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Early Adopter

Chuanmin Hu
Chuanmin Hu
University of South Florida | Website

Applied Research Topic

Detecting and Differentiating Oil Slicks Through PACE Measurements

Potential Applications Disaster response and mitigation through detection and mapping of oil slicks and spills in the Gulf of Mexico

Description

Oil slicks on the ocean surface can result from natural seeps or oil spill accidents. They range from oil sheens, thick crude oil, oil-in-water emulsions, and water-in-oil emulsions. Detecting and differentiating these various types of oil slicks are difficult (although possible) with multi-band sensors, but the hyperspectral capacity of PACE should make it much easier for such purposes. During the Deepwater Horizon oil spill in the northern Gulf of Mexico in 2010, most of the remote sensing effort was focused on the oil spill’s surface footprint rather than surface oil type or oil volume. Significant progress has been made in understanding oil’s optical properties based on laboratory and airborne measurements, establishing a better understanding of how different oil types have different spectral shapes in the visible-NIR-SWIR spectral regions. Some of the oil-sensitive wavelengths, however, are not available on the existing multi-band sensors such as MODIS, VIIRS, or OLCI. The hyperspectral data collected by PACE will make these wavelengths available, thus improving oil spill remote sensing in a quantitative way and at sub-pixel scale. The latter is particularly useful as oil slicks are very patchy and heterogenous.

Dr. Hu is also a member of the PACE Science and Applications Team (SAT). Read about a Science and Applications Team project that is related to his EA work.

Significance

Improved detection and differentiation of natural oil seeps or oil spill accidents can be used in disaster response, mitigation, and clean-up efforts.

Why PACE

PACE has enough spectral bands in the 380 - 1000 nm spectral region and in the shortwave infrared spectral region (1.2 and 1.6 mm) to spectrally differentiate various types of oil slicks and quantify oil thickness. The hyperspectral capacity of PACE should make it possible to perform spectral diagnostics of their unique spectral features of oil in and on water.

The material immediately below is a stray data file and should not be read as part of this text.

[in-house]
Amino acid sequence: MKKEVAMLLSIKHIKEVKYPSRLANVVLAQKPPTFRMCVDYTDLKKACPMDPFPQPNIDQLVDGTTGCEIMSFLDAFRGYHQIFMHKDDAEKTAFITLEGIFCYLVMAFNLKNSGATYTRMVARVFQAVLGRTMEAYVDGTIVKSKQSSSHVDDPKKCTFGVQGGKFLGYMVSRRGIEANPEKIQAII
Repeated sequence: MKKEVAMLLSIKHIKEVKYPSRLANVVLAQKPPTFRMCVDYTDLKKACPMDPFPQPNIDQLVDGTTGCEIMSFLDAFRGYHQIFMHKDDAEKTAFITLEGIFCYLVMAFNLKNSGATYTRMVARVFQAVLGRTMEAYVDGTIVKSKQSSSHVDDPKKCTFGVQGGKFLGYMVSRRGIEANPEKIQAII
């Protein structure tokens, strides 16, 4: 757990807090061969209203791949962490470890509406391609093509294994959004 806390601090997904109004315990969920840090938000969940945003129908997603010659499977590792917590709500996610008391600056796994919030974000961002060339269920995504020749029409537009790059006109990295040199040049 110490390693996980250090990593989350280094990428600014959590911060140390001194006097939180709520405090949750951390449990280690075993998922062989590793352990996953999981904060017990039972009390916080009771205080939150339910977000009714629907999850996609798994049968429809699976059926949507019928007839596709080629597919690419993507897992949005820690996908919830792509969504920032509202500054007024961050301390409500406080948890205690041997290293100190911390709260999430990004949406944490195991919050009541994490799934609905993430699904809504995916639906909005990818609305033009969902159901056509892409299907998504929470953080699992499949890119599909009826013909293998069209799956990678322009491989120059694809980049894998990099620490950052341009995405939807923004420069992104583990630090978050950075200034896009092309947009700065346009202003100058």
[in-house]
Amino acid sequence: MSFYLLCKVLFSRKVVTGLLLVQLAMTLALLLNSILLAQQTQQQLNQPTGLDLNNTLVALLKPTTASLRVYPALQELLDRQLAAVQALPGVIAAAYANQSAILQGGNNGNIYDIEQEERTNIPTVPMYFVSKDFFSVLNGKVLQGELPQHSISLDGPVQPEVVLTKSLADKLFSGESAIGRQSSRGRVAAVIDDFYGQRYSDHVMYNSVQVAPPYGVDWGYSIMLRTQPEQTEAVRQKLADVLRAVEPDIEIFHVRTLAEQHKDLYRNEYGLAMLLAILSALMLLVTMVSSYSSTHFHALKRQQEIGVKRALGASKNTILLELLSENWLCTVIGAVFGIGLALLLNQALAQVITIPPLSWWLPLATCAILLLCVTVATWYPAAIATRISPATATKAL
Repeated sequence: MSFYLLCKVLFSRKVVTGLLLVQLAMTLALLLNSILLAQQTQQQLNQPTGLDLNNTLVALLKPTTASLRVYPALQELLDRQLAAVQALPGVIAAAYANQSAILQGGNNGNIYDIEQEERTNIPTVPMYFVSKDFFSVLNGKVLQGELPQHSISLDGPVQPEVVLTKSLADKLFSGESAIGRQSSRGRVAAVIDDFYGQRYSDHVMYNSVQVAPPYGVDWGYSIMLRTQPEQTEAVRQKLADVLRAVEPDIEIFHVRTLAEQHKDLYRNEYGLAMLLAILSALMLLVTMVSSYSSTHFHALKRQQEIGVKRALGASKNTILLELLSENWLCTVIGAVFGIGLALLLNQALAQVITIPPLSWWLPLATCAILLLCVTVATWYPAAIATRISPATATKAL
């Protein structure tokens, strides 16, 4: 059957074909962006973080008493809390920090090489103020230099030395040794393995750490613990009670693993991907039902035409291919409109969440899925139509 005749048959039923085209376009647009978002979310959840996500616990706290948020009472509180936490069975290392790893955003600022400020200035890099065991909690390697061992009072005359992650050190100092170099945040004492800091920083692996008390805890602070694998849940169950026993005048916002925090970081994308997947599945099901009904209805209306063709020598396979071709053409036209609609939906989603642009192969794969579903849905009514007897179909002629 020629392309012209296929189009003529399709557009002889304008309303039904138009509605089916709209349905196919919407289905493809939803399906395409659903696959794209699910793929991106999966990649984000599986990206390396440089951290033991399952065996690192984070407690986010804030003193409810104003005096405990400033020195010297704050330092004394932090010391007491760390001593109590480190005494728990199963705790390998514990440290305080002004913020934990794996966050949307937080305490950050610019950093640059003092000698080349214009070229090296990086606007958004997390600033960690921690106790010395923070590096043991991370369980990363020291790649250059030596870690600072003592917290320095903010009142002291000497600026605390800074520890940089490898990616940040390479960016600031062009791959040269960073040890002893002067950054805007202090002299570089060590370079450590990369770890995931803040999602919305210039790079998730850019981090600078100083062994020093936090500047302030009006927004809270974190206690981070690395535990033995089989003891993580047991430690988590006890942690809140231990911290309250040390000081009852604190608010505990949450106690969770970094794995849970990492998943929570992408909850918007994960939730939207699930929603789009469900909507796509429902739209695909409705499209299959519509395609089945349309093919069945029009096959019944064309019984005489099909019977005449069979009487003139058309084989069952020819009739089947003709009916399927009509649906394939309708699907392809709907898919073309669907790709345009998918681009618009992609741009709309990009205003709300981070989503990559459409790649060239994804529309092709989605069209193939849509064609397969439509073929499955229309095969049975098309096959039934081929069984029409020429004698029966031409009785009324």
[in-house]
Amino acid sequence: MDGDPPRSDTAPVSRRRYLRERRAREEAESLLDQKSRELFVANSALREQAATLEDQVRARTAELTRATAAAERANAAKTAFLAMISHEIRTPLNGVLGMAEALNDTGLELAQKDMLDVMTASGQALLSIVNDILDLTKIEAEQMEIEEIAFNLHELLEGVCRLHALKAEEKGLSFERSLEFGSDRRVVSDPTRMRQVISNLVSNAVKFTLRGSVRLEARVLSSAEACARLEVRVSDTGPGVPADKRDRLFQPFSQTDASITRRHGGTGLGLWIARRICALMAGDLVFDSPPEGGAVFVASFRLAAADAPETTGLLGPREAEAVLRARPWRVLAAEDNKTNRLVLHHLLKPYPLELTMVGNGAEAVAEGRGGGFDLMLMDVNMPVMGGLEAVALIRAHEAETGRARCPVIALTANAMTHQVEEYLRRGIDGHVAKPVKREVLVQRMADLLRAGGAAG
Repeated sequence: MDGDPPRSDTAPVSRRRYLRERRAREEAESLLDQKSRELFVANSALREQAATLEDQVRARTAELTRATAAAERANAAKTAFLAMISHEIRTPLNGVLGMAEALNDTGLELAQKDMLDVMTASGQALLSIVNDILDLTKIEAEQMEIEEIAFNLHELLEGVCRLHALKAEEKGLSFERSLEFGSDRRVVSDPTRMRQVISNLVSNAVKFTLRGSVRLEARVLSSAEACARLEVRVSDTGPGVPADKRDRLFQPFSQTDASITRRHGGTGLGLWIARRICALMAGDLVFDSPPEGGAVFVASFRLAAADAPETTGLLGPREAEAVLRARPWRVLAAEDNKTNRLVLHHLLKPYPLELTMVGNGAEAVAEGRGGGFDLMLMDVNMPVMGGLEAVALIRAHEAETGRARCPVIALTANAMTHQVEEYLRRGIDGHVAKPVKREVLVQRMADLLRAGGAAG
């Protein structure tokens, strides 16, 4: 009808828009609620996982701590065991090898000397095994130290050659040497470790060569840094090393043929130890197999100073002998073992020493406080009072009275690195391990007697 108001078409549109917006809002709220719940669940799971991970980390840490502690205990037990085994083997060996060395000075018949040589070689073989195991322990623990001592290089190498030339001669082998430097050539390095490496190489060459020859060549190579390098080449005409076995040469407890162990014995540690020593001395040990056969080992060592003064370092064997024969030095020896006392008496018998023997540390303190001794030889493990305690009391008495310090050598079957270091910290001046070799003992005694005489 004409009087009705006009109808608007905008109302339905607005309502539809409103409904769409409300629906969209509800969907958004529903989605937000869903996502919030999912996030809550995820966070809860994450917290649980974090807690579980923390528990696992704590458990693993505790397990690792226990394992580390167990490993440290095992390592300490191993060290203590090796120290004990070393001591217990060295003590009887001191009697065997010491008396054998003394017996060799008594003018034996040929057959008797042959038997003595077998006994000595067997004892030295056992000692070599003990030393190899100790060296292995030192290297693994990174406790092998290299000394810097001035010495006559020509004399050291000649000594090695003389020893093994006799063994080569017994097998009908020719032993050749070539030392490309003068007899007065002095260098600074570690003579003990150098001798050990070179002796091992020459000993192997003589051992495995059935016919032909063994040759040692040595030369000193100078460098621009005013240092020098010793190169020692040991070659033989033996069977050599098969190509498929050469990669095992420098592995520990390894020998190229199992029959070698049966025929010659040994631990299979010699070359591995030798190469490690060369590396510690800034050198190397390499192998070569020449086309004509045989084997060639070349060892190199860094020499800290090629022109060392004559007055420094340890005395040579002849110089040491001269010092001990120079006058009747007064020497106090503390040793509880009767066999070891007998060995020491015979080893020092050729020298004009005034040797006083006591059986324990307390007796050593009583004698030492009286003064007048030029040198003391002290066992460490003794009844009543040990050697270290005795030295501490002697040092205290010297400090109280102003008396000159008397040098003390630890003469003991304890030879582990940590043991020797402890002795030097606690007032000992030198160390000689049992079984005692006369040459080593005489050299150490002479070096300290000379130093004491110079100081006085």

End User(s)

Oil companies (Exxon Mobil)
Oil management agencies (BOEM, BSEE)
NOAA NRDA
NOAA CoastWatch
US Environmental Protection Agency

SAT Partner(s)

Matteo Ottaviano

Publications

Hu, C., L. Feng, J. Holmes, G. A. Swayze, I. Leifer, C. Melton, O. Garcia, I. MacDonald, M. Hess, F. Muller-Karger, G. Graettinger, and R. Green (2018). Remote sensing estimation of surface oil volume during the 2010 Deepwater Horizon oil blowout in the Gulf of Mexico: scaling up AVIRIS observations with MODIS measurements. J. Appl. Remote Sens. 12(2), 026008 (2018), DOI: https://doi.org/10.1117/1.JRS.12.026008.

Leifer, I., et al. (2012). State of the art satellite and airborne marine oil spill remote sensing: Application to the BP Deepwater Horizon oil spill. Remote Sens. Environ.,124:185–209. DOI: https://doi.org/10.1016/j.rse.2012.03.024.

Lu, Y., J. Shi, Y. Wen, C. Hu, Y. Zhou, S. Sun, M. Zhang, Z. Mao, and Y. Liu (2019). Optical interpretation of oil emulsions in the ocean–Part I: Laboratory measurements and proof-of-concept with AVIRIS observations. Remote Sens. Environ., 230, 111183, DOI: https://doi.org/10.1016/j.rse.2018.02.003.

This natural-color image shows the lingering oil slick from Deepwater Horizon off the Mississippi Delta
Acquired May 24, 2010, this natural-color image from NASA’s Moderate Resolution Imaging Spectroradiometer (MODIS) instrument shows the lingering oil slick from Deepwater Horizon off the Mississippi Delta. (Image courtesy of NASA Earth Observatory)